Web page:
However, I have compared the 2008-09 financial crisis to a situation in which an elephant died and fell on the lamb. As you may know that the US and the Euro Zone countries – which I compare to elephant – have had serious problem. They have fallen on smaller countries. It has been a lucky day for Asia that China and India, who together have got some 2,500 million populations, have got their economies recovered. The world has seen particularly Chinese efforts in rescuing world economies.
(If you follow world development,) you may notice that there has been a recent visit by the Chinese Premier to Greek (to help solve Greek’s economic deadlock) and the Chinese Deputy Premier, if I am not mistaken, is now in Germany to help solving the Euro Zone problem. This has clearly proved that Asian economies do not entirely depend on the US and Europe as they used to be.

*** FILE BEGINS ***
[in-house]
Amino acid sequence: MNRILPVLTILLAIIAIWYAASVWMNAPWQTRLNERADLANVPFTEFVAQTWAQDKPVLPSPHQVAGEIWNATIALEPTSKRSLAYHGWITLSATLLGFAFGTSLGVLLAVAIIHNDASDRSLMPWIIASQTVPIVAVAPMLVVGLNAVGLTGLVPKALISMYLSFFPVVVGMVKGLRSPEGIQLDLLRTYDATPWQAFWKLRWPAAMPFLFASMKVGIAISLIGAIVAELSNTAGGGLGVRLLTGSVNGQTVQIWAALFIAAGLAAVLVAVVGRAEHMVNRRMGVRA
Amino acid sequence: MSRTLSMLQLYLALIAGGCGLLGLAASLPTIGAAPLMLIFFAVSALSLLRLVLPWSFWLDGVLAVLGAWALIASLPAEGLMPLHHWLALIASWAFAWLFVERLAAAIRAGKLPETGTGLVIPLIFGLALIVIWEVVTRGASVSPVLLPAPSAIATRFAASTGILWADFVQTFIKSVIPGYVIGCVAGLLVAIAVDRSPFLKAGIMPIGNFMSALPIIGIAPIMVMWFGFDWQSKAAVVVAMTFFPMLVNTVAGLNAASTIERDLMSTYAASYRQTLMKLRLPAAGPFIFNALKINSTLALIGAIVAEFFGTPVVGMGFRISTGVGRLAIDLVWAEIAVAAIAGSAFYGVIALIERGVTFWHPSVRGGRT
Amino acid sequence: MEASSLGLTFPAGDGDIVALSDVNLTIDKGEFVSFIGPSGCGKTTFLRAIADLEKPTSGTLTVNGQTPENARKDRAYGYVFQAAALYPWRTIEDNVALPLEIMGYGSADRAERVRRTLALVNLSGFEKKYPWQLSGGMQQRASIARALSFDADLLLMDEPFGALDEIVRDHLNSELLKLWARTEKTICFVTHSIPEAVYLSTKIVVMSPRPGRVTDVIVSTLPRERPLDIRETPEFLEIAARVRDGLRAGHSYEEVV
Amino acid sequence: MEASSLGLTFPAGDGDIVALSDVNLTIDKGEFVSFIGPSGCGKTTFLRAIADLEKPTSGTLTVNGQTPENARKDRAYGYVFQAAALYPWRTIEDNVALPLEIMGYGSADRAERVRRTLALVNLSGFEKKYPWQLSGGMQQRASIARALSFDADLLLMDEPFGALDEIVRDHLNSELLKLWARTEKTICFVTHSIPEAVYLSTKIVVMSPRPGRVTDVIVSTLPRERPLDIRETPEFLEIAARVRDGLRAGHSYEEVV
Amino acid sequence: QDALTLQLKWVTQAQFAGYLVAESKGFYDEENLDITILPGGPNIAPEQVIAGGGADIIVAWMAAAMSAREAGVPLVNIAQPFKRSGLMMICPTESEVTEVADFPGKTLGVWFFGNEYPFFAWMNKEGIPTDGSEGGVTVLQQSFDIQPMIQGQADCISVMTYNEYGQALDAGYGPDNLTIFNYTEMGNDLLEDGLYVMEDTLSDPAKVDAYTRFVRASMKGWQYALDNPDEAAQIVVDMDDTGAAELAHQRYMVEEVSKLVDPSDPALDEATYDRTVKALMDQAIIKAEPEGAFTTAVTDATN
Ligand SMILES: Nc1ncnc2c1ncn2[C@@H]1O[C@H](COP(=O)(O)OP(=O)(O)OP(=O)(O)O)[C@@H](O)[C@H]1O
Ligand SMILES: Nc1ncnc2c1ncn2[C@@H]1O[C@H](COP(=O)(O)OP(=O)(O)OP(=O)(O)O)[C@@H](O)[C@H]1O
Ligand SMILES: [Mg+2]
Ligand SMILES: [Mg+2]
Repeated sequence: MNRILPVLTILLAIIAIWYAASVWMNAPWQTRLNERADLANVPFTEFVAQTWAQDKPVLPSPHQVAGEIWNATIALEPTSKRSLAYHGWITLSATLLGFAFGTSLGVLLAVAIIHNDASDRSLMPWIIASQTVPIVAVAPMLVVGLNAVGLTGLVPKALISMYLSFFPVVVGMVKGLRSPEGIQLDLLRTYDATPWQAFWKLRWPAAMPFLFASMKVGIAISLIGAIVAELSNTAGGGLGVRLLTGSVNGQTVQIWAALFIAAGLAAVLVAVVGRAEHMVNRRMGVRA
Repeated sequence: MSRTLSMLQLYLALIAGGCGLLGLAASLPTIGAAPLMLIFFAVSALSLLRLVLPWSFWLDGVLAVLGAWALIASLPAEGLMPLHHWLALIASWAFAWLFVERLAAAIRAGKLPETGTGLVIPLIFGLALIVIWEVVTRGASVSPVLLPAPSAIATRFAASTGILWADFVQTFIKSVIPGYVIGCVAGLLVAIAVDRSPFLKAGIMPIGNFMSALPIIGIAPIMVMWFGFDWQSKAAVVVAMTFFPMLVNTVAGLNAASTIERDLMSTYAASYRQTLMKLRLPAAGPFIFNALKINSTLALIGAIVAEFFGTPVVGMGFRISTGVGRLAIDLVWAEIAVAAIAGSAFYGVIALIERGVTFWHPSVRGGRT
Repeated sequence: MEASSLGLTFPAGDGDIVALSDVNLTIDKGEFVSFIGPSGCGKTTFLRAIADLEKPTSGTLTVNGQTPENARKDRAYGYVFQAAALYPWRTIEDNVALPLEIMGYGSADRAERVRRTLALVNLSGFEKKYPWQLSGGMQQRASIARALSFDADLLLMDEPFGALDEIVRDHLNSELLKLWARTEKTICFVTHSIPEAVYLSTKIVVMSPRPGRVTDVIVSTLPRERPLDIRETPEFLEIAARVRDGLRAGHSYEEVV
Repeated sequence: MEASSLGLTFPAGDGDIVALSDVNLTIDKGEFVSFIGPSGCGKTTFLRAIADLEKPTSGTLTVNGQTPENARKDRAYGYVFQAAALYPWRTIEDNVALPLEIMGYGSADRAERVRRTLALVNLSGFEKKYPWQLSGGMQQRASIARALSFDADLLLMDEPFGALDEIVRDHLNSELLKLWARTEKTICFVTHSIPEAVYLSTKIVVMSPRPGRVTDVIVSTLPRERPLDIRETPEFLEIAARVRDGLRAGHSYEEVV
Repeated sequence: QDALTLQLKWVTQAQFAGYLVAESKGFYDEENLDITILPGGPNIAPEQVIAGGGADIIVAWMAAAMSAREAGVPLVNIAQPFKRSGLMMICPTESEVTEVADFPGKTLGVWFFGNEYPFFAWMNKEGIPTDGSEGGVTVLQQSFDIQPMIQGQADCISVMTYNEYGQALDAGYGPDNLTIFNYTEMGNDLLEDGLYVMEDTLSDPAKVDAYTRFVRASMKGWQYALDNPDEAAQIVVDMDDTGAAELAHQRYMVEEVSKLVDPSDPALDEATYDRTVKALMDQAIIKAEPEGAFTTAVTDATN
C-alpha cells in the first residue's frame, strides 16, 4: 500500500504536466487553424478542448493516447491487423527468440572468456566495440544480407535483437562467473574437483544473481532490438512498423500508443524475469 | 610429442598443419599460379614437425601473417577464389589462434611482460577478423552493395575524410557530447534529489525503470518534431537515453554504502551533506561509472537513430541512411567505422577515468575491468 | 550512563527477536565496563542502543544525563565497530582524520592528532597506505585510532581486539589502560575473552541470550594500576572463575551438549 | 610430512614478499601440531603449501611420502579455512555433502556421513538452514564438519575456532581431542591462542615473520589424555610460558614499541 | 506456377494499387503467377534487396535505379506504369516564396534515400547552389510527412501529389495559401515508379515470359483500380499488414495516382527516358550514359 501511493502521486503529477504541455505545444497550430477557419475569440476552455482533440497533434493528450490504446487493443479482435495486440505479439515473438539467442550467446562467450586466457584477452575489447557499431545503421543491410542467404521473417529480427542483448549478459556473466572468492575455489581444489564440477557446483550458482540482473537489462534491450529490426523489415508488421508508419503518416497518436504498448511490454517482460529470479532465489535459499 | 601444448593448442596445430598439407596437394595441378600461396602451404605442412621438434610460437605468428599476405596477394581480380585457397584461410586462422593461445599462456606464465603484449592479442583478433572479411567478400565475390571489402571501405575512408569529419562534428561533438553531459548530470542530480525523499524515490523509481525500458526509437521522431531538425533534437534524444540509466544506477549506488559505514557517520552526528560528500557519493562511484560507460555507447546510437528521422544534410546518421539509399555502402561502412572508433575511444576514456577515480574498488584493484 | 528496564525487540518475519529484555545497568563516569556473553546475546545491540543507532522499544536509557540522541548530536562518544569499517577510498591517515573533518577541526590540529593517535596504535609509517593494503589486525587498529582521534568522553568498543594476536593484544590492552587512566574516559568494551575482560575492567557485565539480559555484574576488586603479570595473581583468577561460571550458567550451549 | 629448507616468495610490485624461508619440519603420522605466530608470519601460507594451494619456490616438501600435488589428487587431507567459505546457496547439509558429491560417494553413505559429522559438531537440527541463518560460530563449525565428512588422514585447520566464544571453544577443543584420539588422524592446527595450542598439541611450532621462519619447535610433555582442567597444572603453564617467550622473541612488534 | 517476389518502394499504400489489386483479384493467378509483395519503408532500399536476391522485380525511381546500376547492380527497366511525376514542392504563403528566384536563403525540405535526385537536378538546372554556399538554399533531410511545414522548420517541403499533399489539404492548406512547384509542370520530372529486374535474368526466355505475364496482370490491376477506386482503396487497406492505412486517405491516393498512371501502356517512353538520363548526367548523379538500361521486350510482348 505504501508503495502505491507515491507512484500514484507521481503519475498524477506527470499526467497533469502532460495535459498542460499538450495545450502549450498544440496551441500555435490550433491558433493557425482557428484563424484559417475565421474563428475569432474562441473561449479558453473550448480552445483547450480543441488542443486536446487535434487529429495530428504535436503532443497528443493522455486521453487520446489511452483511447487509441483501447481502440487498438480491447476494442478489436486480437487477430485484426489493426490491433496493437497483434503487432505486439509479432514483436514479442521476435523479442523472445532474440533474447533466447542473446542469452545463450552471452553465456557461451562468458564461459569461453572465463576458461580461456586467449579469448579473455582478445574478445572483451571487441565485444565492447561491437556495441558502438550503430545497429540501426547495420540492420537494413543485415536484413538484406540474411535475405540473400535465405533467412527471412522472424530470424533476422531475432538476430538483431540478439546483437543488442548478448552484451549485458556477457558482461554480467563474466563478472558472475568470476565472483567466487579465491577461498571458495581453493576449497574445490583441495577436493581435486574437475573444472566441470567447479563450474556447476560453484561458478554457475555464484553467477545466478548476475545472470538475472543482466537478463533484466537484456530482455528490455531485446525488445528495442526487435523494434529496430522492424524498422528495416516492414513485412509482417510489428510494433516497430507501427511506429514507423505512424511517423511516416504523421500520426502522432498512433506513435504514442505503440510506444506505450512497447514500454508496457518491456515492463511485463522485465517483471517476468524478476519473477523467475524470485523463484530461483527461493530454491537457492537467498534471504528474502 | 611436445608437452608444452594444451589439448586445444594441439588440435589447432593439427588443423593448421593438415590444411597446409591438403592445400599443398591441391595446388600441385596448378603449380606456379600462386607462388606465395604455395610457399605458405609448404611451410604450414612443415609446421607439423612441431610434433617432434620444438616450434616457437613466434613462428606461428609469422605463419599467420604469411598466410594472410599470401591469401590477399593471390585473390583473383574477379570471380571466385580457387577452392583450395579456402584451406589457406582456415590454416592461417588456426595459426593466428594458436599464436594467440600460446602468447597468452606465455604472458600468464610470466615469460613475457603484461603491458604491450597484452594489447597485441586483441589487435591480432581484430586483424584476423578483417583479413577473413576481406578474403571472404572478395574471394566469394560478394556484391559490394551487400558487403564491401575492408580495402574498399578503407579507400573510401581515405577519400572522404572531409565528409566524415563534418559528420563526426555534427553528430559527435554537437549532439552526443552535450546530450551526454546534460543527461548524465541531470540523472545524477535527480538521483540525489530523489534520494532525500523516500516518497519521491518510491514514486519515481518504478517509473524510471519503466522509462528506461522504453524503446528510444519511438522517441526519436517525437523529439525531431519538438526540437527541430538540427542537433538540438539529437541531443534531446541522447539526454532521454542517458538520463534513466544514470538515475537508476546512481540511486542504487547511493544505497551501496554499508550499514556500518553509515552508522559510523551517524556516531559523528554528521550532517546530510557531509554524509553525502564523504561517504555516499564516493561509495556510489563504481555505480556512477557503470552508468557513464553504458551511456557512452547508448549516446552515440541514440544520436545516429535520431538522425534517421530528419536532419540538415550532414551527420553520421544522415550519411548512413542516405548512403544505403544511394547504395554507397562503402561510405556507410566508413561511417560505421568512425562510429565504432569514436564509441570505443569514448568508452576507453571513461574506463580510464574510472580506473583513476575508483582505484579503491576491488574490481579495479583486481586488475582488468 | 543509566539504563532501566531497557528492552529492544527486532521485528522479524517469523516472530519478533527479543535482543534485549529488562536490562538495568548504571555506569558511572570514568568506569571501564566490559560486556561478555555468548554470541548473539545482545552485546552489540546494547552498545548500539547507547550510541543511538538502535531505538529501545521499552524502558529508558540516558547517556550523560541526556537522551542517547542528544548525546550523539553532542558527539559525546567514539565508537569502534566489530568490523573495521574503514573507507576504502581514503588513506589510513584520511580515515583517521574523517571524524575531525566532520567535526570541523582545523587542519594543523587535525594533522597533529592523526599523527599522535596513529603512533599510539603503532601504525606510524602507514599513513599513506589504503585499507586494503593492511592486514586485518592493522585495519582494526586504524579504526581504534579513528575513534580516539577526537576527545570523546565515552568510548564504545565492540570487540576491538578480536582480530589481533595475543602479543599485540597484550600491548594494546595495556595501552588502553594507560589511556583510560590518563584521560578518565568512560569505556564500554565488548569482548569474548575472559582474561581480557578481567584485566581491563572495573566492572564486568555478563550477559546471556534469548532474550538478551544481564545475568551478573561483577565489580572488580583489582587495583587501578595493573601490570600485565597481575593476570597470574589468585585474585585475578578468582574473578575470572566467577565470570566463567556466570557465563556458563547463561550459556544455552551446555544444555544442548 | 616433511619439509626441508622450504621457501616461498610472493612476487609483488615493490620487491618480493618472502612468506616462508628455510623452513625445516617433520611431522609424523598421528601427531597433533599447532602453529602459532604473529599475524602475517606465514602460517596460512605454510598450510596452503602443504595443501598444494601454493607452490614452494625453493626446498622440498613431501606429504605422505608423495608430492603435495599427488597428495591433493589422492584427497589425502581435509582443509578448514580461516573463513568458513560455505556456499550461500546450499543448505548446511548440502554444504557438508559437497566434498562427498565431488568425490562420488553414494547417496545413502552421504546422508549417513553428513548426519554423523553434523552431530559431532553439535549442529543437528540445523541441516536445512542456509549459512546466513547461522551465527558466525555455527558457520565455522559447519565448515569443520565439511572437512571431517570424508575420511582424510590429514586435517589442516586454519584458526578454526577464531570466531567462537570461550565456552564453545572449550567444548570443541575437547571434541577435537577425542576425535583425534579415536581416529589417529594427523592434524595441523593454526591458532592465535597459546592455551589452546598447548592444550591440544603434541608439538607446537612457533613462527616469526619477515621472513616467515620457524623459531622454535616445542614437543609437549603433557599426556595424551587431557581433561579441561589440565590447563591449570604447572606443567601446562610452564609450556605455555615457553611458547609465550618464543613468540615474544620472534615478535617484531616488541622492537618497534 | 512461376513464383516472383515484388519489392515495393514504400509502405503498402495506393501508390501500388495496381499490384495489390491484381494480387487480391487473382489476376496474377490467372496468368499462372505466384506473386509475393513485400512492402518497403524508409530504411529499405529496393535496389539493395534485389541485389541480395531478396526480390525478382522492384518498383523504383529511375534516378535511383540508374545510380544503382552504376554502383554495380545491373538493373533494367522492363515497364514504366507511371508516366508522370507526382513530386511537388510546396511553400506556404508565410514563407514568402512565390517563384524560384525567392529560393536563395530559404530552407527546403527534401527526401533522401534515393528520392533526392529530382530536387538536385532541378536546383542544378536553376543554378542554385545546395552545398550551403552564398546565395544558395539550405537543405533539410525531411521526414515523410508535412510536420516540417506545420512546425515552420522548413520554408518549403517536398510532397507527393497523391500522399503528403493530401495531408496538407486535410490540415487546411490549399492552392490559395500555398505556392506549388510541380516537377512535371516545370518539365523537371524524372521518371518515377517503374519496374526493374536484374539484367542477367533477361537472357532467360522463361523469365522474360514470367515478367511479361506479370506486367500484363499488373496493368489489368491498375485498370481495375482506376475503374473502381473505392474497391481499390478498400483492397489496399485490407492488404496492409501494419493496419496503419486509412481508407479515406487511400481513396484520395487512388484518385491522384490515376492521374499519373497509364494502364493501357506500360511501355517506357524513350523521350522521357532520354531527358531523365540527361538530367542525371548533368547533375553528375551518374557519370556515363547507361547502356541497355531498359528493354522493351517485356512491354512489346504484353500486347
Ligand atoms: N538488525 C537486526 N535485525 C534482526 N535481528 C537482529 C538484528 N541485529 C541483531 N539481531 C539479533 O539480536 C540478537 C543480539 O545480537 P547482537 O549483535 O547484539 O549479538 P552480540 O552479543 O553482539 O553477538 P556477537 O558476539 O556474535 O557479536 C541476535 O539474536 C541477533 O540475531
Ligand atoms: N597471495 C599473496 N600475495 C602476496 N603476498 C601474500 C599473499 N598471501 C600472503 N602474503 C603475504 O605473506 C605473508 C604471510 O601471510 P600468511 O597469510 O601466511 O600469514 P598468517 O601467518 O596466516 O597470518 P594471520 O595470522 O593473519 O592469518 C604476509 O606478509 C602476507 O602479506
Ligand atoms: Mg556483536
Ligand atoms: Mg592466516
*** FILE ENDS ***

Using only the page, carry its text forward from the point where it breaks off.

Two Actions for Outward Looking Measures
It is true that Asia is recovering, in a different speed, though. However, one particular country cannot afford to be living or surviving alone. We have to depend on each other to survive. As far as this is being said, I would stress that Cambodia is in need of revising its policy framework in relation to marketing. We are applying outward looking strategy so to speak.